This week (September 19-25) is Child Passenger Safety Week, culminating in “National Seat Check Saturday” on September 25.

Motor vehicle crashes are a leading killer of children, and the latest research from the U.S. Department of Transportation’s National Highway Traffic Safety Administration (NHTSA) shows that nearly half (46 percent) of car seats are misused.

From 2015 to 2019, there were 1,709 “tweens” (8 to 14 years old) killed in passenger vehicles, and in 2019 alone, the 8-12-year-old age group had the highest number of fatalities (229) among children in passenger vehicles. It is critical that parents and caregivers ensure that, if a child is too large or old for a car seat, they are first put into a booster seat until a seat belt can fit correctly.

Car Seats versus Booster Seats

NHTSA says there is a deadly misconception that a certain type of vehicle may offer greater protection for children. In 2019, 47 percent of unrestrained children killed in vehicle crashes were riding in vans, followed closely by SUVs (42 percent), and light trucks (42 percent). Children are safest when correctly secured in the right car seats or booster seats for their ages and sizes — no matter the vehicle type.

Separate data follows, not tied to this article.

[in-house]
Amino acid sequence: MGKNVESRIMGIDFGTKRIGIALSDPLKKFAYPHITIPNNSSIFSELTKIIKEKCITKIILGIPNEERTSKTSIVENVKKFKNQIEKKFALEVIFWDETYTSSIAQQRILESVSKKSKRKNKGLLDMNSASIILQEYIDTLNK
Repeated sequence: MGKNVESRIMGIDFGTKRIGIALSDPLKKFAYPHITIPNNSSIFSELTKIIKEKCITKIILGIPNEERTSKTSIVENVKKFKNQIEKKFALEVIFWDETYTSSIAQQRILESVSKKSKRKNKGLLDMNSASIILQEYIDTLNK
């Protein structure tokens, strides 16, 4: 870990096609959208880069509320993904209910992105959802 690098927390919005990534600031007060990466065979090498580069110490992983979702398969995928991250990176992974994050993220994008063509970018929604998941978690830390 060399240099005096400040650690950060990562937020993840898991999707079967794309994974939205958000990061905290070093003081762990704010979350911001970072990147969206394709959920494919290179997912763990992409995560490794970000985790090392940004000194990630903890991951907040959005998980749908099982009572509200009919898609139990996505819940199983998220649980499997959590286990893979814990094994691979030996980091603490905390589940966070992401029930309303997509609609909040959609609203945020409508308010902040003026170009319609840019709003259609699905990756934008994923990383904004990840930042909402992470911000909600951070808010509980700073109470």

NHTSA recommends keeping children rear-facing as long as possible, up to the top height and weight allowed by their particular seats. a child outgrows the rear-facing car seat, he or she is ready to travel in a forward-facing car seat with a harness and tether. After outgrowing the forward-facing car seat, a child should be placed in a booster seat until tall enough to fit in a seat belt properly.

Booster seats are an essential step between car seats and seat belts. These transitional seats position the seat belt so that it fits properly over the stronger parts of a child’s body. Parents should not feel pressured to put their child in a seat belt too soon. If a child is ready to use a seat belt, it is important to ensure the seat belt fits correctly. Bottom line: The safest place for all kids under 13 is buckled up in the back seat.

Find out about “Seat Check Saturday” in your area